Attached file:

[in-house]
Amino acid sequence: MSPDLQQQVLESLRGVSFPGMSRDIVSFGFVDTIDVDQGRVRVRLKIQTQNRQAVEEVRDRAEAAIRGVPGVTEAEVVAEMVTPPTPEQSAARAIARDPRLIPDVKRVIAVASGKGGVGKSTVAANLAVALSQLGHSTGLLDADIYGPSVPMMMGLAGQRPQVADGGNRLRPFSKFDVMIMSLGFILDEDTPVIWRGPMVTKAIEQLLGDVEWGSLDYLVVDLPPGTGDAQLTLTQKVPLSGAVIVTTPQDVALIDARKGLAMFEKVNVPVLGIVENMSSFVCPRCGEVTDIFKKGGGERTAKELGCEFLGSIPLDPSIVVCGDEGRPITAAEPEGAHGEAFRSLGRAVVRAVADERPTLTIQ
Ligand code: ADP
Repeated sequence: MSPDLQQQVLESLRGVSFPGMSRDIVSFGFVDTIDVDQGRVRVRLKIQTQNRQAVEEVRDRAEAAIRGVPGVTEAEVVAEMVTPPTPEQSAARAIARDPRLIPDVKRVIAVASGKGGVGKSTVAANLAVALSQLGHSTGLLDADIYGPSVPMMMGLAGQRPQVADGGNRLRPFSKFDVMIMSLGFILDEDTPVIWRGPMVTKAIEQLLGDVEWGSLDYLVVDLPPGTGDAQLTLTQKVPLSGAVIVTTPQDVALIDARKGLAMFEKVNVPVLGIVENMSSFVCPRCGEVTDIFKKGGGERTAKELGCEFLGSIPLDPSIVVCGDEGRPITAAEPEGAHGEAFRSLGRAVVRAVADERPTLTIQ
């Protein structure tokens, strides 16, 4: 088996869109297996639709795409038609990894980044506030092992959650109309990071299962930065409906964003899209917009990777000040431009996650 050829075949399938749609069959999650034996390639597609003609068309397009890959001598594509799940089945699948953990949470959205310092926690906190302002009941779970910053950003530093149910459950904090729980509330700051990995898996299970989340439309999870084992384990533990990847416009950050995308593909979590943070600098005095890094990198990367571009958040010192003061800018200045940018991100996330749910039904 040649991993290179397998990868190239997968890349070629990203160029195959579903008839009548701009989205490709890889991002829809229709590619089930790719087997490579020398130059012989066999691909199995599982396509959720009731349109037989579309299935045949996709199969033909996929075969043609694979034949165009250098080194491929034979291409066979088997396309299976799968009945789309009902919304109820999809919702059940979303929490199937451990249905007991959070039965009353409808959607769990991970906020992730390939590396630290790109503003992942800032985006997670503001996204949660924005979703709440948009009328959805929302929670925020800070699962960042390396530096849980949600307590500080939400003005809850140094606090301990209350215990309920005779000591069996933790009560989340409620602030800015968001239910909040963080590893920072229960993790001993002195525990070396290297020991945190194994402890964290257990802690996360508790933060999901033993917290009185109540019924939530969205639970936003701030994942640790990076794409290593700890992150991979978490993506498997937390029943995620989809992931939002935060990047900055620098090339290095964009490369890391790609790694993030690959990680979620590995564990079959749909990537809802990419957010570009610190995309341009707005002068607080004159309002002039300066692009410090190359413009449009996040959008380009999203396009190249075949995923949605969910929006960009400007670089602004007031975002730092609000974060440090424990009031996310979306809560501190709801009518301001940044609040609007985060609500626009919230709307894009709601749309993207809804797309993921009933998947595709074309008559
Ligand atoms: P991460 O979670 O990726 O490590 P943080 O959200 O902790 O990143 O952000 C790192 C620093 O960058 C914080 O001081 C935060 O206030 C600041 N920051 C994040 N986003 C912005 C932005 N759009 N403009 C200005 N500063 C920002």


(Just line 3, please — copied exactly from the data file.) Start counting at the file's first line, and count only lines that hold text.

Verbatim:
Ligand code: ADP